House, Senate agree on compromise cut to UT diversity funding

By Sheila Burke, Associated Press
NASHVILLE, Tenn. — State lawmakers voted to send a message that they don’t agree with the sexually open and progressive views of the Office for Diversity and Inclusion on the University of Tennessee campus. So the Legislature on Thursday passed a bill stripping it of state funds — a total of nearly $337,000. The money will be used to fund minority scholarships instead.

Some socially conservative legislators had vowed to gut funding from the office for promoting Sex Week and after it recommended using gender-neutral pronouns on campus and advised against religious-themed parties and decorations.

The money would have gone to pay for the salaries of four people at the diversity office. The bill strips the office of funding for one year.

Sen. Lee Harris, D-Memphis, raised concerns that lawmakers were sending too strong a message and that UT administrators would be disinclined to spend money on the diversity office after that one year because it attracted so much ire from the Legislature. He worried that the minority scholarships, along with funding for the diversity office would be gone even after the year is up.

But another lawmaker disagreed that the legislature had acted too harshly.

“This is a slap on the wrist compared to the foolishness that has come out of that office in the last few years,” Sen. Mike Bell, R-Riceville, said.

The university wants to go beyond the year with the scholarship program, said Sen. Richard Briggs, R-Knoxville.

“They want to continue this program,” Briggs said of UT administrators. “They think that they can use this as stimulus to bring more funds into this and make it a permanent program.”

Lawmakers almost sunk their own efforts to defund the office, because the House and Senate couldn’t agree where to put the nearly $337,000 stripped from the office. (Note: Other reports use the figure $436,000.) With the Legislature scheduled to adjourn this week, both chambers had to come to a consensus or their proposal would have failed.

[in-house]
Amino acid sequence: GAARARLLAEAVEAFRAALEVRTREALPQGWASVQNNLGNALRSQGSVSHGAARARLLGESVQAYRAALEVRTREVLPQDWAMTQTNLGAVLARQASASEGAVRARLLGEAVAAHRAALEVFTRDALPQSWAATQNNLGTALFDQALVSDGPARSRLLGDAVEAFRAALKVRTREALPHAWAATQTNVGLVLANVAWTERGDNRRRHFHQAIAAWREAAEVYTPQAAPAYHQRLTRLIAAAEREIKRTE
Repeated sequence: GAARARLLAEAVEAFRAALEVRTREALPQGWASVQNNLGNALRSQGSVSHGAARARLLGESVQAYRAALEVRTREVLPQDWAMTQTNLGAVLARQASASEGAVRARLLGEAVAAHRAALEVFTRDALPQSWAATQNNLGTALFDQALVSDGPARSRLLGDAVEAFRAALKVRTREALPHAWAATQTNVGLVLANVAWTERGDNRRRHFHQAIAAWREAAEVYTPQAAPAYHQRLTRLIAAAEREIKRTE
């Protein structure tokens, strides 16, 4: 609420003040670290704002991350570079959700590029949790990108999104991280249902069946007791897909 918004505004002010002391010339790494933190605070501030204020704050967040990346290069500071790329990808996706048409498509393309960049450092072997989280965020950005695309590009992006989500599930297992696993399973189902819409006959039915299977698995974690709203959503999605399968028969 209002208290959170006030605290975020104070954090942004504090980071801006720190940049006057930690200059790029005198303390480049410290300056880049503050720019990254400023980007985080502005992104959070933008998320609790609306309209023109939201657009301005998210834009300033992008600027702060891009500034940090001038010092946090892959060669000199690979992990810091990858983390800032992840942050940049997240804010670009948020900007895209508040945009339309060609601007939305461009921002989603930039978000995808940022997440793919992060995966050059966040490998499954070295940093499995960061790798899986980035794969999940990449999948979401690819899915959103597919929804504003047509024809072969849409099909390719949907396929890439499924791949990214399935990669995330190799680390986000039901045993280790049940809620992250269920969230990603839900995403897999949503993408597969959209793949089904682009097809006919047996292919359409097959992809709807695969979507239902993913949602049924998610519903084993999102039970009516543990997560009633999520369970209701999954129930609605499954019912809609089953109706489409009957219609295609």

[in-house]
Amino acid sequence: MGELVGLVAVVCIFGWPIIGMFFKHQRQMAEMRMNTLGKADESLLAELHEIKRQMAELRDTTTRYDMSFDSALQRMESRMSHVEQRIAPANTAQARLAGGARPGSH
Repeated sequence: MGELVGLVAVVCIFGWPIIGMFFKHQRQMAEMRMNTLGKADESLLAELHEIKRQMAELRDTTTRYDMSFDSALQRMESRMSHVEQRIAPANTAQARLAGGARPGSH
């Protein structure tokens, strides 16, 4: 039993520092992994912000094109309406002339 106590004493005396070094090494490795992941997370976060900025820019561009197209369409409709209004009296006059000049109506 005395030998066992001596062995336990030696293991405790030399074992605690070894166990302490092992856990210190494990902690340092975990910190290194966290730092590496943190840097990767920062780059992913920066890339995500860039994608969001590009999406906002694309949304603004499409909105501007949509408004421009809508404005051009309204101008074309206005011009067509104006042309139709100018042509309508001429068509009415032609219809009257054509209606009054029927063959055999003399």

The Senate passed a bill that would used the money taken from the diversity office to fund minority scholarships. The House passed a bill that would split the money between minority scholarships and a program to put “In God We Trust” decals on police vehicles.

A conference between six members of the House and Senate Thursday got heated before lawmakers agreed.

James (Micah) Van Huss, R-Jonesborough, was the House Sponsor of the bill who wanted to use some of the funds to pay for the “In God We Trust” decals. Sen. Todd Gardenhire, R-Chattanooga, wanted all the money to be used for minority scholarships and he wasn’t going to budge.

“Why are we wasting money on decals when we could give it to the students for education?” Briggs asked Van Huss.

“It sounds like that’s your opinion — that we’re wasting money,” Van Huss replied. “I don’t think

‘In God We Trust’ is a waste.”

Van Huss wanted to know why Gardenhire’s bill only defunded the office for one year. But Gardenhire and others pointed out that his bill prevented UT from ever using state funds for Sex Week or to promote gender-neutral pronouns, or for promoting or inhibiting religious holidays.

And Gardenhire reminded them that the Legislature could always act in the future.

“But after one year,” Gardenhire said, “if UT doesn’t straighten up its act, then we come down on them harder.”

The House approved the compromise version 63-21, the Senate 27-3.

The News Sentinel has reaction from UT officials in its report, HERE. Excerpts:

“While we are disappointed that the Legislature chose to remove funds from the Office of Diversity and Inclusion, we remain committed to creating a welcoming environment,” Chancellor Jimmy Cheek said in a statement released by the university.

…”While we appreciate what could have been an $8 million hit being reduced to $436,000, we continue to be concerned about the loss of those important inclusion and diversity programs impacted by this reduction,” (UT President Joe) DiPietro said in a statement. “We had frequent contact with elected officials over the course of the session, and we hoped the Legislature would understand our need to support and advance a culture of diversity and inclusion on our campuses.”